Do you remember how it used to be when booking an airline ticket? The normal practice was to use travel agents. They found deals for people and were paid a commission by the airline. Sounds like ages ago...
Today people find their own deals. We search the airlines directly or visit price comparison websites to find both the price and schedule that suits us best. We make our own purchases, money transfers and payments when and where we want. Obvious! But why? It’s not only because we can – the technology makes it possible – but also because it’s human nature. People like to do things for themselves.
In this ‘Do-it-yourself’ (DIY) world, one phenomenon that I find really interesting is the way that buying behaviors that were traditionally considered B2C (Business to Consumer) are increasingly being found in the B2B (Business to Business) environment.
A recent McKinsey research study1 mentions that ‘although customer-experience improvement is typically associated with B2C players, it is at least as critical in the B2B setting. While the nature of B2B relationships makes the reform challenge more difficult, with regard to customer and journey complexity, the competitive advantages and significant bottom-line gains that flow from it make the effort, worthwhile. There is great potential in the B2B realm in using concepts such as self-service, online interfaces, and automated decision rules’.
Based on this, we have to ask ourselves a fundamental question: if we’re in business and we haven’t yet provided a similar DIY option, what’s our reason?
Why many B2B companies are slow to adopt…
While most consumer-driven B2C organizations already have the portal box ticked, I can think of several reasons that B2B companies may cite as to why they have yet to get on board:
- We don’t see the need. We’re not a consumer goods business
- It will not be used. Why create something that may not be used by our clients?
- Online customer portals are so impersonal. We value the direct relationship we have with our clients, and they value it too
- The business case is not there. If the adoption is low we will just incur cost.
… and why they may be left behind
I have to say I do understand the concerns to some extent, but there is more to it. The Digital revolution is re-shaping the market and the enterprises that understand and leverage it to their benefit will not only survive but flourish. These are organizations that know communication is a two-way thing. They understand that customer portals don’t just provide self-service facilities like virtual agents but enable other means of real engagement such as enabling a customer to interact with a live agent when the query is more complex.
Let’s take each of the above referenced arguments in turn:
- Lack of need: implicit in this argument is the notion that the sole function of customer portals is to enable an FMCG-style purchase. ‘If I’m not an online consumer business I don’t need a portal.’ In fact, self service portals provide customers not just with a means of purchase but with a route to information and engagement. A B2B organization’s clients are people too, and people are consumers with consumer expectations. They bring these expectations to work with them and look for levels of customer service they find outside work. Stats show if their needs aren’t met they’re disappointed and the B2B brand value is diminished as a result.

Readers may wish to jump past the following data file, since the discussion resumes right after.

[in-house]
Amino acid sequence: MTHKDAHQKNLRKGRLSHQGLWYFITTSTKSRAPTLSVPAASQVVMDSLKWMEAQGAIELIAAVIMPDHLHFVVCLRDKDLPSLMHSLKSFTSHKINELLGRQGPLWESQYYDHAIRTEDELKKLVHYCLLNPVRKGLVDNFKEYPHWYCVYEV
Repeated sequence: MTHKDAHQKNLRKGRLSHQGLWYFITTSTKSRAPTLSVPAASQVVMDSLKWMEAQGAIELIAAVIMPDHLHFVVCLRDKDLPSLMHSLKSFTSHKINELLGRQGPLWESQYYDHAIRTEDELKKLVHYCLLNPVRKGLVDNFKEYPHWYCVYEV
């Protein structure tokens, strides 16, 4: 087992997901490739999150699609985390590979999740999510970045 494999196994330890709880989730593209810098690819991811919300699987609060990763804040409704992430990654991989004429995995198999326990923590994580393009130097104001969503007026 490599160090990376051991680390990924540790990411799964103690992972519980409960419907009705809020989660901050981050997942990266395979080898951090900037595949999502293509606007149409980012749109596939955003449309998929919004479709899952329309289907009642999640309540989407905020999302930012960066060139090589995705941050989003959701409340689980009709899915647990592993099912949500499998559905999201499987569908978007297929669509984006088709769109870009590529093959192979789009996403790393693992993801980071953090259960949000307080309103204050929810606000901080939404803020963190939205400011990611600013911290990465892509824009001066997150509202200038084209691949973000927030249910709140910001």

- Lack of a business case and low adoption: in fact, the development and implementation costs for a customer portal may surprise you, and once it’s been rolled out the costs per contact are very low – lower, in fact, than just about any other form of customer interaction. If something that is both cost-effective and useful in consolidating brand loyalty, is it really just a nice-to-have requirement? In addition – it is not only about the cost – Generation Y/ millennials expect to be communicated with in a relevant way.
- Impersonality: the implication in this argument is that customer portals are being introduced as a replacement for direct customer contact. They’re absolutely not. Our relationships as individuals with our families and close friends isn’t diminished because we send text messages to them now and then: texting is just one of many forms of communication we use. Similarly, portals enable customers to engage with organizations how and when it suits them.
Enterprises that understand the importance of the digital customer experience are already well advanced on this journey and have implemented customer portals. They are able to serve ‘Generation DIY’ - those who live through a digital interface and want everything to be available online anytime, anywhere - and probably haven’t called a travel agency in years.
1. Source: McKinsey & Company: Customer Experience, Creating value through transforming customer journeys | Winter 2016